• “All peak performers are visualizers: they see it, they feel it, they experience it before they actually do it. they begin with the end in mind”
        • Affirmation and visualization are forms of programming. Be careful not to submit ourselves to programming that is not in harmony with our basic centers.
        • make sure you do not get completely absorbed by one role and neglect the other important ones.
      • Mission statements should be written for families: page 146, and organizations: page 147.
        • Organizational mission statements must be written by everyone. “no involvement, no commitment.”
    • Pages 152-153 have the application exercises.
  • Habit 3: Put First Things First
    • “You are the creator, you are in charge.”
    • You can live out habit 3 by practicing effective self-management.
    • Left-brain:management; right-brain: leadership. “manage from the left; lead from the right.”
    • All successful people have one thing in common: they put First Things First. Leadership decides what the first things are. Management puts them first, day by day, moment by moment. Carrying it out.
    • The Four Generations of Time management
      • Notes and checklists
      • Calendars and Appointment books
      • Prioritization, clarifying values and relative worth of activities based on those values. (this is mostly where we are today)
      • The Fourth Generation is that we do not manage our time, rather we manage ourselves. Instead of focusing on ‘things and time’ we focus on preserving and enhancing relationships and on accomplishing results. (P/PC balance)
    • The two factors that define an activity are ‘urgent and important’ There is a time management matrix in the book that shows you do not even want to do quadrants III and IV. Quadrant II is where we want to focus: it is the box that takes initiative and proactivity to get after. It is the quadrant where progress is made.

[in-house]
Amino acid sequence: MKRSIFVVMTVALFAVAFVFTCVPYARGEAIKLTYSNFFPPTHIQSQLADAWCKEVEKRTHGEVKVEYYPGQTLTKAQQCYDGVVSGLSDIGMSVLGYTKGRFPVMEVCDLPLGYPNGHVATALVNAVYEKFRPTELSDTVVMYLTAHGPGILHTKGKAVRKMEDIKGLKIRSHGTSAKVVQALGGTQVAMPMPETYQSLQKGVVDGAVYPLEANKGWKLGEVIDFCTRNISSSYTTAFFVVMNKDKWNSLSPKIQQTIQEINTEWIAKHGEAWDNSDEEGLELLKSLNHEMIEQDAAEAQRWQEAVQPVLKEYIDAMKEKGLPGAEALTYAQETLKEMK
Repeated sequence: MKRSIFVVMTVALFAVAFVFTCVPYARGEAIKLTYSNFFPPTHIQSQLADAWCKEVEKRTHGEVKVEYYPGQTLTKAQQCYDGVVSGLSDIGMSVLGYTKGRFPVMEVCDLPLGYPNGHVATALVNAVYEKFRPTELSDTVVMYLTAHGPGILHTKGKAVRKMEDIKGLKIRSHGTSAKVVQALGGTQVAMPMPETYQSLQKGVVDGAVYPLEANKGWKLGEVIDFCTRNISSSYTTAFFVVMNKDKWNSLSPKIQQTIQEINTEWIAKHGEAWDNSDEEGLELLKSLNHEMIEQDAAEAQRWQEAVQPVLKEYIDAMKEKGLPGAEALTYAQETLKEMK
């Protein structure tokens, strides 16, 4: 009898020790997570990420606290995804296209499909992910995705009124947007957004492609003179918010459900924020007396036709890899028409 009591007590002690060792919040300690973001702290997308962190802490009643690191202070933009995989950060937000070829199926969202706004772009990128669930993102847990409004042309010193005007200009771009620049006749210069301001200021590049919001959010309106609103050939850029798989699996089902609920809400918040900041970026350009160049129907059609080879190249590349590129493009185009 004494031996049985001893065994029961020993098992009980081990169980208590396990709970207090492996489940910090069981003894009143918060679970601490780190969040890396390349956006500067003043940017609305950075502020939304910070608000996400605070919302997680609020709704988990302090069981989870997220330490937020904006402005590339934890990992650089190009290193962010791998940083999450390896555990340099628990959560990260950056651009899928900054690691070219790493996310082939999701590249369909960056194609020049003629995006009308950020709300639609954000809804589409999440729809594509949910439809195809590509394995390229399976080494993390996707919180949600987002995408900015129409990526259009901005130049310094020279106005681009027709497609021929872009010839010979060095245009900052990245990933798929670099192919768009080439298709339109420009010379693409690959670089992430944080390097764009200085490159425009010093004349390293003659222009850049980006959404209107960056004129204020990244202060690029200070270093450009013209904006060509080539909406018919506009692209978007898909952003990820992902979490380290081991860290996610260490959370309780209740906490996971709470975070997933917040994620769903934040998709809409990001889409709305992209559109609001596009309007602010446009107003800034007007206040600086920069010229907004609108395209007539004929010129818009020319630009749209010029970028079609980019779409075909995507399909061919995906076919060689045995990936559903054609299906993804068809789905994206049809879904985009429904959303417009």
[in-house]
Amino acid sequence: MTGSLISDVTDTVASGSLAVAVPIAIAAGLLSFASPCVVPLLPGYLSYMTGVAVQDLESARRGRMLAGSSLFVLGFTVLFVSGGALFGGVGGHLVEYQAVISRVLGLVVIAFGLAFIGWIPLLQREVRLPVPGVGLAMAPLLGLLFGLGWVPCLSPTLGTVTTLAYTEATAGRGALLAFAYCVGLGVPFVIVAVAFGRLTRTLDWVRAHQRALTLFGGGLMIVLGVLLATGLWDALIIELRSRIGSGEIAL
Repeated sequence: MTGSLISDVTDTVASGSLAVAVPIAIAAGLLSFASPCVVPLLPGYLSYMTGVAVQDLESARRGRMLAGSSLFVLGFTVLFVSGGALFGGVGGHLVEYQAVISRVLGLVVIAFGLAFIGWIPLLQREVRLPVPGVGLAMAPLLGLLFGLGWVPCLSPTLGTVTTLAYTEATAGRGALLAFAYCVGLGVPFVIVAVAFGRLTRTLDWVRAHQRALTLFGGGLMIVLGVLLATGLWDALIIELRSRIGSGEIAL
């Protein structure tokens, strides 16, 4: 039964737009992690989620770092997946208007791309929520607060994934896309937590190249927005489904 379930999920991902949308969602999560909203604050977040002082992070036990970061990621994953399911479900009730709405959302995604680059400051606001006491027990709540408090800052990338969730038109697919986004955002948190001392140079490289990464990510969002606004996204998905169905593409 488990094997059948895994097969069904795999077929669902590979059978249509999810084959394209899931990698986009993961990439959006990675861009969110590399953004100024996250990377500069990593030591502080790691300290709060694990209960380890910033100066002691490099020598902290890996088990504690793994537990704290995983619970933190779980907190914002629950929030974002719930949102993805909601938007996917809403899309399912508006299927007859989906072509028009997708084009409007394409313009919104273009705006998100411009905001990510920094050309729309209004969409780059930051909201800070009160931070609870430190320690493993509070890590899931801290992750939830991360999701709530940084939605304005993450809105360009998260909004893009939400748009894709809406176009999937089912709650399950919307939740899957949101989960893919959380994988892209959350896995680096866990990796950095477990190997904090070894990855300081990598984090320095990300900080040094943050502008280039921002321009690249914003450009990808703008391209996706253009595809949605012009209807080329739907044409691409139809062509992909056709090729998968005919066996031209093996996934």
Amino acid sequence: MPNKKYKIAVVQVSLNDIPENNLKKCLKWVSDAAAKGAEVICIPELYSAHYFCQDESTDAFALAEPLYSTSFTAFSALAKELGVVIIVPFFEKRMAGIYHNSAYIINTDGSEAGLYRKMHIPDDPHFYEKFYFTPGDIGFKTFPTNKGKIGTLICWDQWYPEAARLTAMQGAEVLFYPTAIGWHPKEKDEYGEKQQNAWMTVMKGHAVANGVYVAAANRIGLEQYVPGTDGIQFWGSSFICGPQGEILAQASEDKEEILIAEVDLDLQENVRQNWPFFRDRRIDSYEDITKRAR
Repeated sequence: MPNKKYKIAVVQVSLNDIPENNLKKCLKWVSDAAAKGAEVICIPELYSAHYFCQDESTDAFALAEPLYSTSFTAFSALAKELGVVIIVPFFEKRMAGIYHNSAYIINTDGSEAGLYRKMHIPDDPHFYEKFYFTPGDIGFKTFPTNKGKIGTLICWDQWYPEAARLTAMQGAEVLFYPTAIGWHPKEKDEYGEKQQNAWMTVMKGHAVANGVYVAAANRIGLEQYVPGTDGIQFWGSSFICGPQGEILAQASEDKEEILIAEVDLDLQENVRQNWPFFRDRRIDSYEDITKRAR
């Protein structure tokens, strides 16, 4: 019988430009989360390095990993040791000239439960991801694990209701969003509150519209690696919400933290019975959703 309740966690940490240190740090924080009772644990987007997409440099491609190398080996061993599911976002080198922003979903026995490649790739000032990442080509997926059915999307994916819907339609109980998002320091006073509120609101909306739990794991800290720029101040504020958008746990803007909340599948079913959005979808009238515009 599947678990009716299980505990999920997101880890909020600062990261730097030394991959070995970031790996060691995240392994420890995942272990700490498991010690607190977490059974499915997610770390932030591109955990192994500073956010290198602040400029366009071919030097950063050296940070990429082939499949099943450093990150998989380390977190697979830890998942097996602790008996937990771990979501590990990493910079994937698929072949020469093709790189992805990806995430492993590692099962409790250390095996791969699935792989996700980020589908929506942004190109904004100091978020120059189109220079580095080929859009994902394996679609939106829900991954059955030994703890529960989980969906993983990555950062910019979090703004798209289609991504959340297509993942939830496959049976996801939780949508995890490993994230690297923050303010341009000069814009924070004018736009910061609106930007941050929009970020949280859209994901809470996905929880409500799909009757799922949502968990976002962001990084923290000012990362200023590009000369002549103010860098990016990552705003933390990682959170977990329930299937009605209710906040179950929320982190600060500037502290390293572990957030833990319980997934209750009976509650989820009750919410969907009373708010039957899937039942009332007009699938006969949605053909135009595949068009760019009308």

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    • The enemy of “Best” is often “good”
      • Decide what your highest priorities are and have the courage to pleasantly, smilingly, non-apologetically say “no” to other things
      • Our personal mission empowers us with the wisdom to make these decisions effectively.
    • The 6 important criteria of a Quadrant II organizer:
      • Coherence – harmony integrated between your vision and mission, roles and goals, priorities and plans, and desires and discipline. Also a place for your short and long term goals.
      • Balance Keep your various roles right in front of you so you do not neglect certain areas
      • QII focus- tool that encourages and motivates to spend time in Quadrant II. He suggests organizing your life on a weekly basis so you can prioritize the things without getting sucked into the whirlwind of the day to day.
      • A ‘people’ dimension – a tool that deals with people, not schedules. you need to think in terms of effectiveness when dealing with ‘people’
      • Flexibility – your tools should be your servant, never your master
      • Portability- you should be able to carry it with you most of the time.
    • 4 Keys to becoming a QII self-manager. There is an example of their version on pages 174-175
      • Identifying roles – write down your key roles. Examples on page 171
      • Selecting goals – One or two important results you should accomplish in each role during the next seven  days.
      • Scheduling – should be able to see the week ahead. get your goals in there. Leave room fro spontaneous experiences.